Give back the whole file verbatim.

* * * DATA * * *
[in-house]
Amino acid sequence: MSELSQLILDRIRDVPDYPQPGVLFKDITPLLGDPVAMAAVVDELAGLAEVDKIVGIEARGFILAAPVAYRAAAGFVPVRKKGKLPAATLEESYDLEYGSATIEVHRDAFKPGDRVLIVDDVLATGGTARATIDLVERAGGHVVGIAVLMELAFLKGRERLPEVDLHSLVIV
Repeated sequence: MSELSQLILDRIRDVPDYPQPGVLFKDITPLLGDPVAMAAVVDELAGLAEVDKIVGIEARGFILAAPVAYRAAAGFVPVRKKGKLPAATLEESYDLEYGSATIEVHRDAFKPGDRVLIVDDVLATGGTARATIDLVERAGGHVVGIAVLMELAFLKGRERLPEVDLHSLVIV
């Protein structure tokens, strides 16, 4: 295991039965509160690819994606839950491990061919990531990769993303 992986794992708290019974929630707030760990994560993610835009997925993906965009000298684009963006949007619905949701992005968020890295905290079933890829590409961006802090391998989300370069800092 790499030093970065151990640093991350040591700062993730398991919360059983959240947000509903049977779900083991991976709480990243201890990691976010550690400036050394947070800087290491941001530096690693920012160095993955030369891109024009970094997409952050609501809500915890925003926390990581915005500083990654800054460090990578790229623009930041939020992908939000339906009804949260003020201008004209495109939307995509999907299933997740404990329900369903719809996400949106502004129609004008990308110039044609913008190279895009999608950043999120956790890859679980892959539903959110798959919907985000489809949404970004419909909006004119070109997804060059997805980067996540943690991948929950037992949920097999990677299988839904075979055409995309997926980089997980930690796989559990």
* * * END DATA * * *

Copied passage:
[in-house]
Amino acid sequence: MSELSQLILDRIRDVPDYPQPGVLFKDITPLLGDPVAMAAVVDELAGLAEVDKIVGIEARGFILAAPVAYRAAAGFVPVRKKGKLPAATLEESYDLEYGSATIEVHRDAFKPGDRVLIVDDVLATGGTARATIDLVERAGGHVVGIAVLMELAFLKGRERLPEVDLHSLVIV
Repeated sequence: MSELSQLILDRIRDVPDYPQPGVLFKDITPLLGDPVAMAAVVDELAGLAEVDKIVGIEARGFILAAPVAYRAAAGFVPVRKKGKLPAATLEESYDLEYGSATIEVHRDAFKPGDRVLIVDDVLATGGTARATIDLVERAGGHVVGIAVLMELAFLKGRERLPEVDLHSLVIV
């Protein structure tokens, strides 16, 4: 295991039965509160690819994606839950491990061919990531990769993303 992986794992708290019974929630707030760990994560993610835009997925993906965009000298684009963006949007619905949701992005968020890295905290079933890829590409961006802090391998989300370069800092 790499030093970065151990640093991350040591700062993730398991919360059983959240947000509903049977779900083991991976709480990243201890990691976010550690400036050394947070800087290491941001530096690693920012160095993955030369891109024009970094997409952050609501809500915890925003926390990581915005500083990654800054460090990578790229623009930041939020992908939000339906009804949260003020201008004209495109939307995509999907299933997740404990329900369903719809996400949106502004129609004008990308110039044609913008190279895009999608950043999120956790890859679980892959539903959110798959919907985000489809949404970004419909909006004119070109997804060059997805980067996540943690991948929950037992949920097999990677299988839904075979055409995309997926980089997980930690796989559990």